Karl Blau led many separate lives, all with separate soundtracks, before calling Philadelphia his home and country music his baseline.
A native of Washington’s Great Northwest, the self-starting, self-releasing multi-instrumentalist and singing Blau made his bones with bossa nova, his roots in R&B and ran through grunge, folk, dub and drone before the year 2000. And though the paint on his 2022 record, “Scream Time,” is barely dry, Blau has a new album, “Love & Harm,” a freshly re-released compendium of his band Lovers Without Borders with whom he sang and played saxophone, and a Jan. 21 show at Johnny Brenda’s co-starring Corinne Dodenhoff and Joseph Krause as his collaborators in Country Gravel.
“Joseph and I love working with Karl because he’s one of those rare, off-the-cuff crazy genius types who’ll throw us new songs to play while we’re already on stage,” says bassist/yodeler/harmony vocalist Dodenhoff, an artist famed for her graphic design and illustration. “That keeps us on our toes and brings an air of electricity to shows, not being overly-polished.”
In considering who he was before Philadelphia, Blau says he forever was drawn to the exploration of music.
“Experimenting with the combination and juxtaposition of feelings, melodies and rhythms; defying definition was a pastime of recording and writing songs, the search and desire for something truly original out of all of the choices carried me forwards,” he says of mashing chords that don’t belong together and threading it all “with a simple and honest melody.”
While Blau’s connection to the sound and vibes of Washington state can be heard in recordings made before the mid-2000s, the same is true, now, of Germantown where he, his wife Calli and their two daughters live.
“Philly is very nearly the exact opposite of Washington with the real problems of our modern world in your face constantly,” says Blau, who came to this area at the urging of Philly folkie Birdie Busch.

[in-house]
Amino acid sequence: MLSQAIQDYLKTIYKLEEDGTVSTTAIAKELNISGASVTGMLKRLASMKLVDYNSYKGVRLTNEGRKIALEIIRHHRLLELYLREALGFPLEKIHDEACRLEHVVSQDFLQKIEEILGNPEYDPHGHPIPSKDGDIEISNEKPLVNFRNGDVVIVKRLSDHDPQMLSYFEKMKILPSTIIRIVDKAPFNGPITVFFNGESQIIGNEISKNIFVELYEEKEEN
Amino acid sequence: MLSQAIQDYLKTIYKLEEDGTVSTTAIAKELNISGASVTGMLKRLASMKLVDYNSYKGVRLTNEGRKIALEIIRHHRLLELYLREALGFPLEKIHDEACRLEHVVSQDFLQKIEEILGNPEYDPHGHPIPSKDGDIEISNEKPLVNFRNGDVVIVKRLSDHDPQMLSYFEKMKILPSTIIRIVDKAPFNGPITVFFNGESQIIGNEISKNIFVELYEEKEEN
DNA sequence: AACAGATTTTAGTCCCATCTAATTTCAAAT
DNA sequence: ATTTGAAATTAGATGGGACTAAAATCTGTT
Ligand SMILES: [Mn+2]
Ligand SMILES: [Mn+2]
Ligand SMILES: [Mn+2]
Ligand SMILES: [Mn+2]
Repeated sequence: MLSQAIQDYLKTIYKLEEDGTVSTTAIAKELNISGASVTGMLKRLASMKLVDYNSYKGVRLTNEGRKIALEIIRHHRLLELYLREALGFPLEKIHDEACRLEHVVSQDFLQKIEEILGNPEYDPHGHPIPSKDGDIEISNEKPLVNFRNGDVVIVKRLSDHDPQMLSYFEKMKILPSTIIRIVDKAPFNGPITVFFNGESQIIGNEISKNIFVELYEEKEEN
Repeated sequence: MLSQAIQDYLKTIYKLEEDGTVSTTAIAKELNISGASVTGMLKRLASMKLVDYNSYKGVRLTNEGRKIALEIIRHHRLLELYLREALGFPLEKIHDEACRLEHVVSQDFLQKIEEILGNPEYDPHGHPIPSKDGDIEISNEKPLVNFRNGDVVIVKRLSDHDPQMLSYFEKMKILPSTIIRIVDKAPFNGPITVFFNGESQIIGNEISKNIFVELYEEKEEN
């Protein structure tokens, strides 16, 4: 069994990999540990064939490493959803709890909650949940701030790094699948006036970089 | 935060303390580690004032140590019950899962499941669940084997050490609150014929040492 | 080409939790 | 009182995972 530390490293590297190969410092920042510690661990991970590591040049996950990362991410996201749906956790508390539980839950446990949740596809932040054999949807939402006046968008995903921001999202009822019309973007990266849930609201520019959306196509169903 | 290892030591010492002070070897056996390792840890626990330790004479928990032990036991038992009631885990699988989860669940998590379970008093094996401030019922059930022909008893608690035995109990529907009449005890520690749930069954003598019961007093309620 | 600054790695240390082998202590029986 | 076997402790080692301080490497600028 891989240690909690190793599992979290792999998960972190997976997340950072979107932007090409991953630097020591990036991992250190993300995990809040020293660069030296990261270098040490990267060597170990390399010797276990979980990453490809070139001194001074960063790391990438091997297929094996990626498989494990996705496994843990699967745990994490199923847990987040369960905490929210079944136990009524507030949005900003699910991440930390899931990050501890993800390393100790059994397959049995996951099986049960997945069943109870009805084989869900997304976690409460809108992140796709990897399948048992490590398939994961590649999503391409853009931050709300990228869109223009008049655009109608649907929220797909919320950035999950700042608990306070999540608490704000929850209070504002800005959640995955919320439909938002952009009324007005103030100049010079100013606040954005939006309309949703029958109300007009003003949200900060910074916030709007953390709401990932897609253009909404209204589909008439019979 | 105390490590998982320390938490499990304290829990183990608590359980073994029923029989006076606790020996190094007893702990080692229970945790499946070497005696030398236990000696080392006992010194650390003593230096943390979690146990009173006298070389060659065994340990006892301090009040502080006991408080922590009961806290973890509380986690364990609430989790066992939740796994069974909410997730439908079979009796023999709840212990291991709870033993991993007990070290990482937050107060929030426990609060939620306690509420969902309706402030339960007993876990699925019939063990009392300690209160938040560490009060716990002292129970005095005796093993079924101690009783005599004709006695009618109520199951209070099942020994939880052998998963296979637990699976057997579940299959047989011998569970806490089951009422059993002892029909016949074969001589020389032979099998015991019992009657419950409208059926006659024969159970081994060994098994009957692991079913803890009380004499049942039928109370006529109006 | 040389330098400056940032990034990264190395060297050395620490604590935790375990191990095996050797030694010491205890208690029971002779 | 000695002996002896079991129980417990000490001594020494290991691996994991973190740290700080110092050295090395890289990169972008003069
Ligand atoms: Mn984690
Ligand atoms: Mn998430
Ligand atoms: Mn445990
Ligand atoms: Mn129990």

With Germantown the home of free jazz avatar Sun Ra, Blau became “magnetized” to that energy. “I’m sure you can hear the city in my sound comparatively to my previous records especially in the lyrics. I think the perspective of my voice is changing from inner dialogue to wanting to connect with people. It’s early days, we’ve only been here 4 years, but I think I can feel that.”
Blau’s ideas of “messing with country” in the present is due to how that music has shaken off its narrow definition, as it mixes in elements of pop and rock. “I’m also excited to explore the ways that cosmic jazz could be infused for example. And queerness. I identify with queerness as a bullied child for how sensitive I was and I’m drawn to creating space for voices that need to be heard.”
As for his band’s name, Country Gravel, Blau is touching on his grunge band from the 80s/90s in Washington, Gravel. “I am feeling very drawn to loudness and distortion and I think that feels really good to me to contrast with the country roots,” says Blau. “Plus I think my band sounds great pushing these envelopes, and I’m excited to write more songs that feature their amazing voices.”
Grunge is also a large part of drummer Krause’s solo project, J. Salvage, and bassist Dodenhoff’s other band, Queasy. “My voice has always been folksy so it’s nice that I can flex that muscle, but coming from a punkier background on the bass helps the grunge vibe of what we do with Karl’s band because those licks can transform a song from being purely country to something more biting,” says Dodenhoff.
Beyond country, grunge and any genre, what Blau craves most is deep, abiding connectivity – with the music he makes, with the audience who listens. Blau has maintained the independence and proximity of his self-releasing homemade cassette-making past, but using Patreon in the present.
Here, Blau can release new music as often as he wishes, and his audience desires. “It’s amazing for me to get monthly support to feed directly into my art,” says Blau. “I’ve been sharing live recordings I’ve made of bands I’ve shared the stage with and my own recordings, of course, and love the direct connection to fans.”
And, of course, there are the ties that bind him and his family to their new home. “I’ve grown to love Philadelphia; the connection I feel with the Wissahickon, the local art gallery, the neighbors and friendships I have in Germantown, my amazing band – it’s truly deepening my connection with myself and I am deeply grateful for this. It was a huge faith leap moving to a big city and all the way to the opposite coast. I feel like the rewards of that risk are still unfolding for me and my family.”
The Jan. 21 event at Johnny Brenda’s is a fundraiser for the Point Breeze-based mutual aid organization, Homies Helping Homies, and features Blau and Country Gravel’s fellow Americana artists Wolf Van Elfmand, Sam Rise and Noah Roth.
To learn more, visit johnnybrendas.com.